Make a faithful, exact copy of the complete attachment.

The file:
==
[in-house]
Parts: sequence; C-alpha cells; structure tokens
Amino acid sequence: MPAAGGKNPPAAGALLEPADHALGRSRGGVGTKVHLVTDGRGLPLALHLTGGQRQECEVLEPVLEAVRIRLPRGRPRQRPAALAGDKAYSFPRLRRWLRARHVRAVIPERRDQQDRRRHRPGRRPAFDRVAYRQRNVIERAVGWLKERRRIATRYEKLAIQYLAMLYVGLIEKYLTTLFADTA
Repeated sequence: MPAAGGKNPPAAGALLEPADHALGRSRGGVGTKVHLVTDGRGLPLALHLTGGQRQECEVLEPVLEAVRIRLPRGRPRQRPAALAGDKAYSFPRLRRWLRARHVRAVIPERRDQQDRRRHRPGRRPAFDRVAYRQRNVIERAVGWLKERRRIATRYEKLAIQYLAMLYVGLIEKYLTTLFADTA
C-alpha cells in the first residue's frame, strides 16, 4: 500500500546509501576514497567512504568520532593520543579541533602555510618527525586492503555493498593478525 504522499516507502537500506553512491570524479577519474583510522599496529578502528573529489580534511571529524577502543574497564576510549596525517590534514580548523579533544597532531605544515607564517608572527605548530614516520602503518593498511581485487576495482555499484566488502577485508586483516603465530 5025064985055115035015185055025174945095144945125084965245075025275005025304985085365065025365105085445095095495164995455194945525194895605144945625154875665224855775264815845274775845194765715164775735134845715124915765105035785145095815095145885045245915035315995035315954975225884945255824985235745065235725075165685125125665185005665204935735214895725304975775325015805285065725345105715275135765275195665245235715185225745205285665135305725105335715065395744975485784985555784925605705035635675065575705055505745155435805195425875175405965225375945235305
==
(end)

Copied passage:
[in-house]
Parts: sequence; C-alpha cells; structure tokens
Amino acid sequence: MPAAGGKNPPAAGALLEPADHALGRSRGGVGTKVHLVTDGRGLPLALHLTGGQRQECEVLEPVLEAVRIRLPRGRPRQRPAALAGDKAYSFPRLRRWLRARHVRAVIPERRDQQDRRRHRPGRRPAFDRVAYRQRNVIERAVGWLKERRRIATRYEKLAIQYLAMLYVGLIEKYLTTLFADTA
Repeated sequence: MPAAGGKNPPAAGALLEPADHALGRSRGGVGTKVHLVTDGRGLPLALHLTGGQRQECEVLEPVLEAVRIRLPRGRPRQRPAALAGDKAYSFPRLRRWLRARHVRAVIPERRDQQDRRRHRPGRRPAFDRVAYRQRNVIERAVGWLKERRRIATRYEKLAIQYLAMLYVGLIEKYLTTLFADTA
C-alpha cells in the first residue's frame, strides 16, 4: 500500500546509501576514497567512504568520532593520543579541533602555510618527525586492503555493498593478525 504522499516507502537500506553512491570524479577519474583510522599496529578502528573529489580534511571529524577502543574497564576510549596525517590534514580548523579533544597532531605544515607564517608572527605548530614516520602503518593498511581485487576495482555499484566488502577485508586483516603465530 5025064985055115035015185055025174945095144945125084965245075025275005025304985085365065025365105085445095095495164995455194945525194895605144945625154875665224855775264815845274775845194765715164775735134845715124915765105035785145095815095145885045245915035315995035315954975225884945255824985235745065235725075165685125125665185005665204935735214895725304975775325015805285065725345105715275135765275195665245235715185225745205285665135305725105335715065395744975485784985555784925605705035635675065575705055505745155435805195425875175405965225375945235305